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Mean radiographic bone loss for Group I, II and III was 1.04 ± 1.50 mm, 2.41 ± l.41 mm and 3.31 ± 2.42 mm, respectively [Table 1]. A statistically significant mean difference of 1.36 mm was recorded between Group I and Group II. When comparison was made among Group I and III, a statistically significant mean difference of 2.26 mm in radiographic bone loss was recorded. It was found that comparison of Group II and III did not yield any statistically significant result.

Karl Pearson's correlation was used to assess association between ED and chronic periodontitis. It was observed that both diseases were positively correlated to each other at P = 0.000 [Table 3].
Table 3: Correlation of severity of ED with PPD and bone loss


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   Discussion Top


Periodontal infection can adversely affect systemic health with manifestations such as coronary heart disease, stroke, diabetes, preterm labor, low birth weight delivery, and respiratory disease. [15] Systemic diseases and disorders have also been implicated as risk indicators or factors in periodontal disease. [16] In this study, we made an attempt to find an association between chronic periodontitis and ED based on the fact that both chronic periodontitis and ED have mutual risk factors and these risk factors result in endothelial dysfunction.

Fifty-three subjects suffering from ED were enrolled in the study and their periodontal status was evaluated. The diagnosis of chronic periodontitis was made with PPD >5 mm and radiographic evidence of bone loss. A previous study has considered only Sexual Health Inventory for Man (SHIM) questionnaire to assess ED. In our study the subjects who had already received a diagnosis vasculogenic ED were enrolled and they were categorized into three groups: Group I (with mild ED), Group II (moderate ED), and Group III (severe ED) on basis of SHIM questionnaire. The SHIM questionnaire consisted of five questions rated on a six point scale from 0 to 5, except one question on a five point scale from 1 to 5. The total score is calculated by adding all question scores together [17] [Table 4]. Subjects who were suffering from vasculogenic ED were enrolled and those who were having some other etiology for ED such as psychological, anatomic, drug induced etc., were excluded. As periodontal disease is a multifactorial disease, so only those subjects were selected who had ED, but no other systemic disease.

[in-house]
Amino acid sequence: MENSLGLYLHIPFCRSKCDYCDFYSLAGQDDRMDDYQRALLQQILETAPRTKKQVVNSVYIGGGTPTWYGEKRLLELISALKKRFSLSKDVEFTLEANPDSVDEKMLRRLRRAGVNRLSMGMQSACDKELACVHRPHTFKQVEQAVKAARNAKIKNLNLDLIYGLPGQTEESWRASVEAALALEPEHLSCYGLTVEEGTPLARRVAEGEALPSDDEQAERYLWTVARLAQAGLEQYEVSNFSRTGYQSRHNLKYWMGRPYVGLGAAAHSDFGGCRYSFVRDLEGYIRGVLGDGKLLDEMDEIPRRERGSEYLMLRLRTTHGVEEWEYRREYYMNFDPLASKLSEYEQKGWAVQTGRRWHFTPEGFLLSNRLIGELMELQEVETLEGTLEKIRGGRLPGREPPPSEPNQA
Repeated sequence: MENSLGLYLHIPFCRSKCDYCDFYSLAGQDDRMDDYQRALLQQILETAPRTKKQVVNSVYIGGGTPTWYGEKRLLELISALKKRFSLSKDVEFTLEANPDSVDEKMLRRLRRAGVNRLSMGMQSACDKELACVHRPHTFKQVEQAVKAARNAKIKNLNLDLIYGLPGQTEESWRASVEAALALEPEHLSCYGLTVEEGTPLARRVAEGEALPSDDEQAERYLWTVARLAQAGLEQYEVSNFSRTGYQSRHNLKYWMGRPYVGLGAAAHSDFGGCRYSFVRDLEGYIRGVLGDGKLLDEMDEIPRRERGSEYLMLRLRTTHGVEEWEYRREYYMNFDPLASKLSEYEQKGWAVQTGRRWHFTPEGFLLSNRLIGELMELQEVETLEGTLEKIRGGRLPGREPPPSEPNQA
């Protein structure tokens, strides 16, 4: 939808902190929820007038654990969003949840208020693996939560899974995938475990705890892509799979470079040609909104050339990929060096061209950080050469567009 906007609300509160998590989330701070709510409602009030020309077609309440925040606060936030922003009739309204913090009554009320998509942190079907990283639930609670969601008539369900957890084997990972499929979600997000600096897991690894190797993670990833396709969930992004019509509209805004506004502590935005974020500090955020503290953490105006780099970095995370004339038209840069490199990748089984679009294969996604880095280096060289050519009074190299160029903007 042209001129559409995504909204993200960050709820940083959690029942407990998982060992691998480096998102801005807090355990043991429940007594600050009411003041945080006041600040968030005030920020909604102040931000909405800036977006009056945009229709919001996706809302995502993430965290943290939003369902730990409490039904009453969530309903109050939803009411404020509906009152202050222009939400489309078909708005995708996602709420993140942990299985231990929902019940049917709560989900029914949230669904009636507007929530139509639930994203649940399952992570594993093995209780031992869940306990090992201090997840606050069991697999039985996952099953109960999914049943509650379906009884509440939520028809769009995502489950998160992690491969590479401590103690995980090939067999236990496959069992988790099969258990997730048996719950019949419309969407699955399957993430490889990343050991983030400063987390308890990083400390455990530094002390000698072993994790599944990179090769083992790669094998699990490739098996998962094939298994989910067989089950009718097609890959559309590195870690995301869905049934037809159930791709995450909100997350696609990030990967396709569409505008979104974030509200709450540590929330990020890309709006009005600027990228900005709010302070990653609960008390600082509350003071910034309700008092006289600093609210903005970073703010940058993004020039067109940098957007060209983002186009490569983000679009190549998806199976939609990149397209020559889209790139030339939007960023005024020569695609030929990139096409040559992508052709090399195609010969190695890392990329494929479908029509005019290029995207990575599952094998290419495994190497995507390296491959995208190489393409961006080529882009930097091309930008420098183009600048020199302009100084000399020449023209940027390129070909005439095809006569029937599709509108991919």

Table 4: SHIM questionnaire


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In this study, it was found that all the subjects who had ED were not suffering from chronic periodontitis. It was observed that PPD values continuously increased with increase in severity of ED, which is in accordance to a previous study. [13] When comparison of PPD was made among three groups, statistically significant differences were observed among Group I and III and Group II and III, respectively. These findings are in contrast to a previous study in which group comparisons yielded nonsignificant results. [13]

Radiographic evidence of bone loss was used as a parameter to diagnose chronic periodontitis. To the best of our knowledge, there is only one previous study on the subject in which correlation between radiographic bone loss and severity of ED was assessed. A positive correlation between the severity of ED and bone loss was found in our study, which is in accordance to a previous study. [12] A positive correlation between the severity of ED, PPD and bone loss was found indicating an association between ED and chronic periodontitis. Well-known contribution of periodontitis in systemic inflammation also supports the association between these two conditions. Periodontitis may result in endothelial dysfunction, [18] which may further lead to ED. [19] The possible mechanism, which may be involved is that periodontal pathogens after entering blood stream may travel to distant sites [20],[21] where these stimulate release of pro inflammatory cytokines and acute phase proteins which may lead to endothelial damage causing ED. [22]


   Conclusion Top